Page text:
||Bahrad A. Sokhansanj, Ph.D.
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Affiliated, School of Biomedical Engineering, Science & Health Systems
Phone: 215.895.2215 Fax: 215.895.4983
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COPD, Apoptosis, Oxidative Stress, DNA Repair, Inflammation, Quantitative Biology, Systems Biology
Our research philosophy is that the bridge between basic molecular biology and medicine will be built with bioengineering, through quantitative measurements and modeling. Our focus is a systems approach to a critical problem in chronic disease, including cancer: the impact of chronic inflammation on cell repair, apoptosis and death.
Our approach is to blend modern experimental methods with mathematical modeling and computer simulation to analyze the complex systemic response of a cell to the environmental stresses and intercellular signals of chronic inflammation.
The current focus of our research is the regulation of DNA base excision repair (BER) under pro-inflammatory conditions. BER is the major cellular process responsible for the repair of oxidative DNA damage, which can result from the elevated levels of oxidative stress during inflammation. If a cell cannot repair damage, then normally it should proceed to apoptosis, a regulated form of cell death that is anti-inflammatory. If the balance between repair and cell death is dysregulated, then cells may proliferate abnormally - or if the repair pathway is overwhelmed, then they may be damaged, dysfunctional, and potentially even mutagenic.
While our work may be generally applicable for chronic inflammation (i.e., diabetes, ulcerative colitis, autoimmune disorders, inflammatory pain, etc.) we are focusing on processes relevant for COPD, chronic obstructive pulmonary disease.
Ph.D. 2002, Engineering-Applied Science, University of California, Davis
M.S. 2000, Applied Science, University of California, Davis
B.S. 1998, Engineering Physics, University of Saskatchewan
Active Research Projects:
1. The role of DNA damage and repair phenotypes in modulating the predisposition to apoptosis as an outcome of cell stress.
2. Characterizing the role of oxidative stress response (apoptosis vs. necrosis/proliferation) in the progression of COPD - specifically the diminished tolerance of acute infections in chronically ill patients.
3. Development of experimental, analytical, and modeling methods for quantitative biology.
1. *Sokhansanj BA, Lim, DC, Atkins AJ, Zhao H. Quantifying repair and apoptosis under oxidative stress and mitochondrial disruption. Manuscript in prep., 2006.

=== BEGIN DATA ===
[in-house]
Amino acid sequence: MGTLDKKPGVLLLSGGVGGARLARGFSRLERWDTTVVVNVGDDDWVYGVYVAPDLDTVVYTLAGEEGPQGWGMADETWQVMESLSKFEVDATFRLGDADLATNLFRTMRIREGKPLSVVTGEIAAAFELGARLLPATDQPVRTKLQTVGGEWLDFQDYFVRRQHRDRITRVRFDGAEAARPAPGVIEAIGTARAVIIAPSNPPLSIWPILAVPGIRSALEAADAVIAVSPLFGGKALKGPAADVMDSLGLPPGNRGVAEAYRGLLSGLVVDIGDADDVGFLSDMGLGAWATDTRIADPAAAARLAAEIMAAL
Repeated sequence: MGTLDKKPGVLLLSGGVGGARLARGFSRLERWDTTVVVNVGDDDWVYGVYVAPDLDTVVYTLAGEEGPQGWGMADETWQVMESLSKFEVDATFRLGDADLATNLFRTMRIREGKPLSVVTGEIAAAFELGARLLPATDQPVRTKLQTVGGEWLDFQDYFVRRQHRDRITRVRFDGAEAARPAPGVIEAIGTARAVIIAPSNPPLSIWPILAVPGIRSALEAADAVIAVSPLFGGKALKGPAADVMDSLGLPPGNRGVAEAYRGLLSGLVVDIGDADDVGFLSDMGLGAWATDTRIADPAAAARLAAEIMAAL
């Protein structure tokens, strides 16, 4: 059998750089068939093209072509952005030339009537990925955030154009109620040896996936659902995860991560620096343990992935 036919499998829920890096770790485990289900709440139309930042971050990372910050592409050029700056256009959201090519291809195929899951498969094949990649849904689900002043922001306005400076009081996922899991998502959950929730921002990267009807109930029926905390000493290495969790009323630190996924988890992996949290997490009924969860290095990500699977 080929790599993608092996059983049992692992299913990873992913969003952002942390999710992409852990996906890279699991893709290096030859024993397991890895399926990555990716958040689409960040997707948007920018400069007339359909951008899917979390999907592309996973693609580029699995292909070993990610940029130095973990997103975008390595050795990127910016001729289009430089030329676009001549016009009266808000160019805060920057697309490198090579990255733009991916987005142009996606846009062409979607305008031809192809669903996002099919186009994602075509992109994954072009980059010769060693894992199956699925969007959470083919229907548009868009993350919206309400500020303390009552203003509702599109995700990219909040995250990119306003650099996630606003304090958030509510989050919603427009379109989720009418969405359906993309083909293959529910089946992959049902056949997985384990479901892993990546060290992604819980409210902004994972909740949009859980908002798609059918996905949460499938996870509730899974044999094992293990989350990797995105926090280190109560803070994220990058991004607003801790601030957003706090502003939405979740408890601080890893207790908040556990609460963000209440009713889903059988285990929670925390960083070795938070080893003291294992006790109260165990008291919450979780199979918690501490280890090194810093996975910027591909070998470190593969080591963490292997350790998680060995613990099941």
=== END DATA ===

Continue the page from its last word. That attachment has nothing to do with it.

2. Sokhansanj, BA, Lim DC. The role of non-apoptotic cell response to stress in acute exacerbations of chronic obstructive pulmonary disease (COPD). Manuscript in preparation, 2006.
3. *Zhao H, Sokhansanj BA. Application-oriented modeling of cellular microtubule dynamics. Manuscript submitted to Biophys Chem, 2006.
4. *Datta S, Sokhansanj BA. Accelerated Search for biomolecular network models to interpret high-throughput experimental data. Manuscript submitted to BMC Bioinformatics, 2006.
5. Hu X, Sokhansanj B, Wu D, Tang Y. A novel approach for mining and fuzzy simulation of sub-networks from large biomolecular networks. IEEE Trans Fuzzy Syst, in press, 2006 (to appear 2007).
6. Kriete A, Sokhansanj BA, Coppock DL, West GB. Systems approaches to the networks of aging. Ageing Res Rev, 5(4): 434-448, Nov 2006.
7. *Sokhansanj BA, Wilson DM 3rd. Estimating the impact of human base excision repair protein variants on the repair of oxidative DNA base damage. Cancer Epidemiol. Biomarkers Prev., 15(5): 1000-1008, May 2006.
8. Motin VL, Georgescu AM, Fitch JP, Gu PP, Nelson DO, Mabery SL, Garnham JB, Sokhansanj BA, Ott LL, Coleman MA, Elliott JM, Kegelmeyer LM, Wyrobek AJ, Slezak TR, Brubaker RR, Garcia E*. Temporal global changes in gene expression during temperature transition in Yersinia pestis. J. Bacteriol., 186(18): 6298-6305, Sep. 2004.
9. *Sokhansanj BA, Fitch, JP, Quong, JN, Quong, AA. Linear fuzzy gene networks obtained from microarray data by exhaustive search. BMC Bioinformatics, 5(1): 108, Aug. 2004.
10. *Sokhansanj BA, Wilson DM 3rd. Oxidative DNA damage background estimated by a system model of base excision repair. Free Radic. Biol. Med., 37(3): 422-427, Aug. 1, 2004.
11. Quong, AA, Kercher, JR, McCready, PM, Quong JN, Sokhansanj BA, Fitch, JP*. An indexed modeling and experimental strategy for biosignatures of pathogen and host. J. Franklin Inst., 341, 157-174, 341(1-2): 157-174, Jan.-Mar., 2004.
12. Sokhansanj BA, Rodrigue, GR, Fitch JP, Wilson DM 3rd. A quantitative model of human DNA base excision repair. I. Mechanistic insights. Nucleic Acids Res., 30(8): 1817-1825, Apr. 15, 2002.
13. Motin VL, Georgescu AM, Elliott JM, Hu P, Worsham PL, Ott LL, Slezak TR, Sokhansanj BA, Regala WM, Brubaker RR, Garcia E. Genetic variability of Yersinia pestis isolates as predicted by PCR-based IS100 genotyping and analysis of structural genes encoding glycerol-3-phosphate dehydrogenase (glpD). J. Bacteriol., 184(4): 1019-1027, Feb. 2002.
14. Fitch JP, Sokhansanj B. Genomic engineering: moving beyond DNA sequence to function. Proc. IEEE, 88(12): 1949-1971, Dec. 2000.